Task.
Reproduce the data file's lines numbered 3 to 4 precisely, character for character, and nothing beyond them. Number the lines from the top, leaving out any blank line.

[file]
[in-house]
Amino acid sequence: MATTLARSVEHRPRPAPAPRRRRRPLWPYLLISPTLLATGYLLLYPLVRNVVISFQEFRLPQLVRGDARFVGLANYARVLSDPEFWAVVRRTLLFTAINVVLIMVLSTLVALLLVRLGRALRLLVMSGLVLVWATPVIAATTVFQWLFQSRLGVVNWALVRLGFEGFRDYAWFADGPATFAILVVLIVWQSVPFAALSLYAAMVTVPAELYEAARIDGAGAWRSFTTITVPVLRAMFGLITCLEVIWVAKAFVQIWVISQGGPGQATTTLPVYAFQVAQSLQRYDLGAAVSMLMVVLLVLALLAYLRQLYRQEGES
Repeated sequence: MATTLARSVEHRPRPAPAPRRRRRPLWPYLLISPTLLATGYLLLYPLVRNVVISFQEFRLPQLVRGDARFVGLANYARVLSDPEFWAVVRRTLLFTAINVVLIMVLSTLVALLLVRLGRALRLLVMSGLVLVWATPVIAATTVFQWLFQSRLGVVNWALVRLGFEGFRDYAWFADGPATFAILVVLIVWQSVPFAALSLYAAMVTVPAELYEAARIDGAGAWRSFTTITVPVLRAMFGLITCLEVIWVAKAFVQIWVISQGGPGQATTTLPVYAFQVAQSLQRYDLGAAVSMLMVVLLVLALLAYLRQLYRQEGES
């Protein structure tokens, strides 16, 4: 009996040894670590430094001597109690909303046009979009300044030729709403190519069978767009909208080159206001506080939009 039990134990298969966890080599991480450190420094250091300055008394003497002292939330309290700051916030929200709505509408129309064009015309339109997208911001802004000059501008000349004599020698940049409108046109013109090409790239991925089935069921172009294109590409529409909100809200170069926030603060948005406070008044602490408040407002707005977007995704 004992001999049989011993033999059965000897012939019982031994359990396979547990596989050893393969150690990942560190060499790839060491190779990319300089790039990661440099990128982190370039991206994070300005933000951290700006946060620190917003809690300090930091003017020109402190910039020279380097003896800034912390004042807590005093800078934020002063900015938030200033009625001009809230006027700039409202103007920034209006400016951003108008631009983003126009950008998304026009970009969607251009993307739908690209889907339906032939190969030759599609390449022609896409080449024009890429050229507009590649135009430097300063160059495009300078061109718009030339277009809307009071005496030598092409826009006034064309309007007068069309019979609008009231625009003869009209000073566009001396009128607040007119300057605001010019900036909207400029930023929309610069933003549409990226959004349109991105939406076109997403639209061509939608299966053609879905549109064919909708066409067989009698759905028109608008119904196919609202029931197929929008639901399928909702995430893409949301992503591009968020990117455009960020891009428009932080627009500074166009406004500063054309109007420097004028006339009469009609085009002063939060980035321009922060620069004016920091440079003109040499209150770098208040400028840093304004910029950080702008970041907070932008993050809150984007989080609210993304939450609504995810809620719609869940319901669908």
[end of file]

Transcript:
Repeated sequence: MATTLARSVEHRPRPAPAPRRRRRPLWPYLLISPTLLATGYLLLYPLVRNVVISFQEFRLPQLVRGDARFVGLANYARVLSDPEFWAVVRRTLLFTAINVVLIMVLSTLVALLLVRLGRALRLLVMSGLVLVWATPVIAATTVFQWLFQSRLGVVNWALVRLGFEGFRDYAWFADGPATFAILVVLIVWQSVPFAALSLYAAMVTVPAELYEAARIDGAGAWRSFTTITVPVLRAMFGLITCLEVIWVAKAFVQIWVISQGGPGQATTTLPVYAFQVAQSLQRYDLGAAVSMLMVVLLVLALLAYLRQLYRQEGES
């Protein structure tokens, strides 16, 4: 009996040894670590430094001597109690909303046009979009300044030729709403190519069978767009909208080159206001506080939009 039990134990298969966890080599991480450190420094250091300055008394003497002292939330309290700051916030929200709505509408129309064009015309339109997208911001802004000059501008000349004599020698940049409108046109013109090409790239991925089935069921172009294109590409529409909100809200170069926030603060948005406070008044602490408040407002707005977007995704 004992001999049989011993033999059965000897012939019982031994359990396979547990596989050893393969150690990942560190060499790839060491190779990319300089790039990661440099990128982190370039991206994070300005933000951290700006946060620190917003809690300090930091003017020109402190910039020279380097003896800034912390004042807590005093800078934020002063900015938030200033009625001009809230006027700039409202103007920034209006400016951003108008631009983003126009950008998304026009970009969607251009993307739908690209889907339906032939190969030759599609390449022609896409080449024009890429050229507009590649135009430097300063160059495009300078061109718009030339277009809307009071005496030598092409826009006034064309309007007068069309019979609008009231625009003869009209000073566009001396009128607040007119300057605001010019900036909207400029930023929309610069933003549409990226959004349109991105939406076109997403639209061509939608299966053609879905549109064919909708066409067989009698759905028109608008119904196919609202029931197929929008639901399928909702995430893409949301992503591009968020990117455009960020891009428009932080627009500074166009406004500063054309109007420097004028006339009469009609085009002063939060980035321009922060620069004016920091440079003109040499209150770098208040400028840093304004910029950080702008970041907070932008993050809150984007989080609210993304939450609504995810809620719609869940319901669908």